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(2,706 posts)
Sat Jan 30, 2021, 04:47 PM Jan 2021

A Good Article in the New Yorker - What we should all be taught in history class.

The Pre-Civil War Fight Against White Supremacy
In a country riven by racial politics, three women strove for a just society.

By Dorothy Wickenden

January 18, 2021


The story is about Senator William H Seward and his wife Frances. She was an avid abolitionist and actually sold Hariett Tubmann a piece of property she owned...7 acres with a wood framed house where she settled her parents she rescued from slavery in the south on one of her many trips back after escaping for her own freedom. I found this portion especially troubling - difficult reading, but this history is something all Americans should have to know.

"But, as they travelled into Virginia, the roads became rougher and the farmhouses and towns fewer and farther between. The blight of slavery was pervasive. Virginia enslaved four hundred and seventy thousand people—almost half its population. Stopping at a tavern one day, the Sewards heard weeping and moaning, and saw ten naked boys tied together by their wrists, being driven forward by a white man bearing a whip. They watched with horror as he led them to a horse trough to drink, and then to a shed, where they lay down, sobbing themselves to sleep. The man had bought the children from several plantations, and was taking them to Richmond—a few of the tens of thousands of people Virginia supplied every year to the cotton and rice fields of the Deep South. Frances, unable to get the scene out of her mind, was struck by the emptiness of Thomas Jefferson’s promise of “equal and exact justice to all men.” She wrote in her journal, “Slavery—slavery the evil effects constantly coming before me and marring everything.”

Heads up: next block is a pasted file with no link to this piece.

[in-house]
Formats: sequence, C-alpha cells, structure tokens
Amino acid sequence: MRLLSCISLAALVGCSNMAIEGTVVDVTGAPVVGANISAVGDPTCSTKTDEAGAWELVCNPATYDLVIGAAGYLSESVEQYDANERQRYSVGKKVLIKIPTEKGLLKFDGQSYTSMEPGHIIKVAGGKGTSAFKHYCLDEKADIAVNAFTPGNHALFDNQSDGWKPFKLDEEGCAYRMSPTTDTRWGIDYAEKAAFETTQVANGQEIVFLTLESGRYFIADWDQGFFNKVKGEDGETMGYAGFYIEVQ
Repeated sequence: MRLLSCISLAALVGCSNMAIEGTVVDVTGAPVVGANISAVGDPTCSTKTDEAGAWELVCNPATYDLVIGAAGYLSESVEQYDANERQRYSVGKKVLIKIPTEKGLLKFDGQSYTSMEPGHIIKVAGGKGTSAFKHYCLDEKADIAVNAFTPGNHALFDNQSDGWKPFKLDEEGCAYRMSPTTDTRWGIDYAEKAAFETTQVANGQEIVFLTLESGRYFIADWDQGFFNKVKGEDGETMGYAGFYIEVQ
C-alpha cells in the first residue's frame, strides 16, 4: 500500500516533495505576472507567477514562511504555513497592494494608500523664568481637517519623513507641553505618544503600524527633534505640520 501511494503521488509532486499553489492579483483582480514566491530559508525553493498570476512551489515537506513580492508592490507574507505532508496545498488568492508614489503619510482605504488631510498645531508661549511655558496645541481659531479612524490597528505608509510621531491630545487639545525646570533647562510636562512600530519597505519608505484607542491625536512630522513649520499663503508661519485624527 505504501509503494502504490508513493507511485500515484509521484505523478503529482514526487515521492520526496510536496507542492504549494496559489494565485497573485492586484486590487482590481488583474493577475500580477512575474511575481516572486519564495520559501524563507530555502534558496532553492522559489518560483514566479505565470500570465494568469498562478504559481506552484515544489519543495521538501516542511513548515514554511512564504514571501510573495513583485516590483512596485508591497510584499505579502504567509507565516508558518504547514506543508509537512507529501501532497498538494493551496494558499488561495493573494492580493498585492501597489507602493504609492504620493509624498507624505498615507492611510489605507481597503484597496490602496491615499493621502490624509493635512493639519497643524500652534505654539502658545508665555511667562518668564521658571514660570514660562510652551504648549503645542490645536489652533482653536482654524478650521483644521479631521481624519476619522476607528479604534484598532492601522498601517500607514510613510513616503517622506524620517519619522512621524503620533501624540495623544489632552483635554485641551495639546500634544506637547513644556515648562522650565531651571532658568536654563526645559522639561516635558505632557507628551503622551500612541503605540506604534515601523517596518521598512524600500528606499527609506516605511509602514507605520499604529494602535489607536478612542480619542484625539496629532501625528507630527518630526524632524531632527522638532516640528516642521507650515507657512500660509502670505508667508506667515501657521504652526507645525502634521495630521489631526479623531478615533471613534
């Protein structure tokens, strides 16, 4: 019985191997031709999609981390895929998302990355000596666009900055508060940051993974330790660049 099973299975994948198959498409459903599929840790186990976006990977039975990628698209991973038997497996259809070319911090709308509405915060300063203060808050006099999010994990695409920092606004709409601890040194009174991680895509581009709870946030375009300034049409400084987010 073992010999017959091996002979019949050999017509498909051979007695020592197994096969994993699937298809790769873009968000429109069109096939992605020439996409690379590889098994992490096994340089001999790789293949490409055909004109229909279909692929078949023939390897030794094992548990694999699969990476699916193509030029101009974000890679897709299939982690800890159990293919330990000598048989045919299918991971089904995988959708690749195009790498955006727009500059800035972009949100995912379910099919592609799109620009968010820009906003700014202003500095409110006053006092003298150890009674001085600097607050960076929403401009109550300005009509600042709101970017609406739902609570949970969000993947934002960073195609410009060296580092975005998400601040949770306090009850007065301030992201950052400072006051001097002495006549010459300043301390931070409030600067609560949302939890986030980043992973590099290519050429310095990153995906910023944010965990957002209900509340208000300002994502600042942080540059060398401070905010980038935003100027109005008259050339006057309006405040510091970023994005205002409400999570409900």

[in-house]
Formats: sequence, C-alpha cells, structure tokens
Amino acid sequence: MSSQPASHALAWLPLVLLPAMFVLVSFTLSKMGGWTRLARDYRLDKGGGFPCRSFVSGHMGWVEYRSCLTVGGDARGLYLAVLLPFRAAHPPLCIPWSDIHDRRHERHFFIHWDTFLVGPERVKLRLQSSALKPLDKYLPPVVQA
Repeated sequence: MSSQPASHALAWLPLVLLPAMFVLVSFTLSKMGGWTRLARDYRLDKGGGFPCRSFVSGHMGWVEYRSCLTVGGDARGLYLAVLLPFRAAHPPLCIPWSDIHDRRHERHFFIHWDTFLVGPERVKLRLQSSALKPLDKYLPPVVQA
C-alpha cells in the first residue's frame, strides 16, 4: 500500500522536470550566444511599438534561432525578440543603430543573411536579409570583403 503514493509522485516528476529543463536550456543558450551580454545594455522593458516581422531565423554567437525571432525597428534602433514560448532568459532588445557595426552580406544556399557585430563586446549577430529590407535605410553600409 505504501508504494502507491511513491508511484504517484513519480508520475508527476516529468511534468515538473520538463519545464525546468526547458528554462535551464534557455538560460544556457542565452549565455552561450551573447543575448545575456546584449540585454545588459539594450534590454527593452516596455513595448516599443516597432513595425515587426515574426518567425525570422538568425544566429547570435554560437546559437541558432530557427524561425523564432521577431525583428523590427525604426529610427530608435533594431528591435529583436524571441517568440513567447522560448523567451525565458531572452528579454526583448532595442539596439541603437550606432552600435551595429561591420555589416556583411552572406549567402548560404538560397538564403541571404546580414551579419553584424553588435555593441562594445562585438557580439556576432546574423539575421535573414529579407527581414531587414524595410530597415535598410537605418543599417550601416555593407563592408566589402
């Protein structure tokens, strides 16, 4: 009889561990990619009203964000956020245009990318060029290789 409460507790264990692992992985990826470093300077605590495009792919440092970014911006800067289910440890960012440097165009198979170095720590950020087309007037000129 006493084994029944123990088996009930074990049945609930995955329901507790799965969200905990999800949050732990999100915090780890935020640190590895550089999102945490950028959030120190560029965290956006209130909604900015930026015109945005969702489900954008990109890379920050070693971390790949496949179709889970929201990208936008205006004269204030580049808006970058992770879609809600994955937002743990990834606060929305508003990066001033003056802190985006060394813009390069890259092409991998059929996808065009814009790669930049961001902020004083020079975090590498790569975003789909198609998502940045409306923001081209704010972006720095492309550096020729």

"Frances was catalyzed most of all by a friend far removed from the reactionaries of Auburn and Washington: a freedom seeker from Maryland’s Eastern Shore who, at the age of twenty-seven, had walked out of slavery, leaving behind her parents and siblings and her free husband. Born Araminta Ross, she went by her mother’s first name, Harriet, and her husband’s surname, Tubman."

and it continues

"Frances shared Harriet’s love of family, and knew that her parents were unwell and unhappy. Harriet’s father had rheumatism; her mother blamed her for depositing them in a remote, frigid, foreign town, then rushing off with no guarantee that she would return. On her journeys, Harriet was hungry and exposed to the elements for weeks at a time. With the lives of her “passengers” utterly dependent on her decisions, she had to be constantly alert to the rustle of branches, the barking of bloodhounds, the muted exchanges among slave catchers on horseback. Auburn, midway across New York State, would be a far more convenient location for Harriet and her parents. One of the parcels of land that Frances had inherited was about a mile from her house on South Street. It included seven acres of farmland, a new frame house, a barn, and a few outbuildings. She decided that Harriet should have it."

I for one am looking forward to our new $20 bills.

12 replies = new reply since forum marked as read